Leonard Cohen

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A personal response from JR’s arts editor Judi Herman

This is not where you will read erudite analysis or an account of a life, or even of the work. I am simply asking myself and others like me why we have been so profoundly affected by Leonard Cohen’s words, music and life.

For a time now, aware that the man who told us all “I’m your man” was an octogenarian, I have been confiding that I hoped he would live to a great age because the world would be a poorer place without him. It was a better place with him in it. I think I feel this way because of the arc of his life, with its many pathways, both sacred and profane, as shared through his music, confided to me and so many others through his gorgeous, elegant poetry and lyrics.

The devout Jew engaged in an honest “I-Thou”, one-to-one relationship with the God with whom he wrestles and may, like me, doubt, is also the apparently cheerful, though silent Buddhist. He was also the sublime lover, the dirty lover and the unfaithful lover; but a lover who was always as honest with his earthly lovers as with his God. I never met him but I’m convinced that he would have been the best of companions – despite the fug of tobacco smoke.

Commodo cursus magna, vel scelerisque nisl consectetur et. Donec id elit non mi porta gravida at eget metus.
— Leonard Cohen

Returning to his Judaism, famously self-evident in Hallelujah and If It Be Thy Will, look closer and you will see how often he quotes not just from the scriptures (Old and New Testament) but also from prayers and writings central to the faith into which he was born. Who by Fire picks up powerfully, almost playfully – even blasphemously some might say – on “U-n’ tanneh tokef”, “Let us proclaim the holiness of this day”, an ancient liturgical poem describing the Day of Judgement, an important part of the High Holy Days Liturgy recited at Yom Kippur, the Day of Atonement, when God decides “who shall live and who shall die … who shall perish by water and who by fire…”.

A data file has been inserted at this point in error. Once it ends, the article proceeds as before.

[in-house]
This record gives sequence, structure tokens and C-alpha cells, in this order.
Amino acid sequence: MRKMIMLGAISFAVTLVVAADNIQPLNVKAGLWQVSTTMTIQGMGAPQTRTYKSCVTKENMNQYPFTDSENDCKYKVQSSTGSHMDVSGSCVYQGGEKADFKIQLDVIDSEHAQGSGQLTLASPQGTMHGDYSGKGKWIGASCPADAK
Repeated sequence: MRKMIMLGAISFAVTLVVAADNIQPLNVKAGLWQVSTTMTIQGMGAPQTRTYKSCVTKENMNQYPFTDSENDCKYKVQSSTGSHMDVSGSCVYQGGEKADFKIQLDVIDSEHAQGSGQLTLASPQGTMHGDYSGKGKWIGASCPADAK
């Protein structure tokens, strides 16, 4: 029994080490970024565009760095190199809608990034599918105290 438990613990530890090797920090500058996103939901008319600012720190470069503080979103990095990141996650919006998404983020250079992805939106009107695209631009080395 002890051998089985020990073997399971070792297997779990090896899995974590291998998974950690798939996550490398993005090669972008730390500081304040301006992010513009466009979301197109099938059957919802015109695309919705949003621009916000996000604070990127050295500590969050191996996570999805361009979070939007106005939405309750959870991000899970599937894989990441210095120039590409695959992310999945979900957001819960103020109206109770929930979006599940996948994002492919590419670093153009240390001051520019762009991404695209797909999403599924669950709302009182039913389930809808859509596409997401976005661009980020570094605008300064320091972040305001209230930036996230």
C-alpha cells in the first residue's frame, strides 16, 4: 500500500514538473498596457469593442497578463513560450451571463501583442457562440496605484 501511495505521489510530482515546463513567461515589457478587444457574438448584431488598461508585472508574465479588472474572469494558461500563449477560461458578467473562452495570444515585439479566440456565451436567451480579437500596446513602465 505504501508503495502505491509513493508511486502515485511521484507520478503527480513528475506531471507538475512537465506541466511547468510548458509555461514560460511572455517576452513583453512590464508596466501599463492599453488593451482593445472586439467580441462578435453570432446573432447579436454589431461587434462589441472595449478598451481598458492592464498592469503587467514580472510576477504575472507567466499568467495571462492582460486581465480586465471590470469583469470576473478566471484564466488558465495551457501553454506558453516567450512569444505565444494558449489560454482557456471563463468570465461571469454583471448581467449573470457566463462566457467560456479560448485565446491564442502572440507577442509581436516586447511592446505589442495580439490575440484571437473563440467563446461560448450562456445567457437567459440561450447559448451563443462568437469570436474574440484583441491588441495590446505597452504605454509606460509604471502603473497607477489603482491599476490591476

And quoting the opening words of the Kaddish (prayer of mourning) in the title track of You Want it Darker, the album released shortly before his death, “Magnified, sanctified, be thy holy name”, is as much a part of his message that he is ready for imminent death as the words he repeats as a refrain, “Hineini, hineini I’m ready, my lord”. These words, which echo through the Torah from Genesis to Isaiah, are picked up by the cantor at his Montreal synagogue to end the song with a heart-stopping echo. How like Cohen not to go without leaving one last great legacy.

I hope to go into this in more detail in the next issue of Jewish Renaissance, comparing Cohen’s lyrics with Nobel Laureate Dylan. But for now, rest in peace Leonard Cohen; z”l (zichrono livrakha – may his memory be a blessing)”. You may have reached the age of 82, but for me, as for so many more, your death was untimely, though I’m sure you met it with your usual great grace, ready for this last new experience that you have written about with such beauty.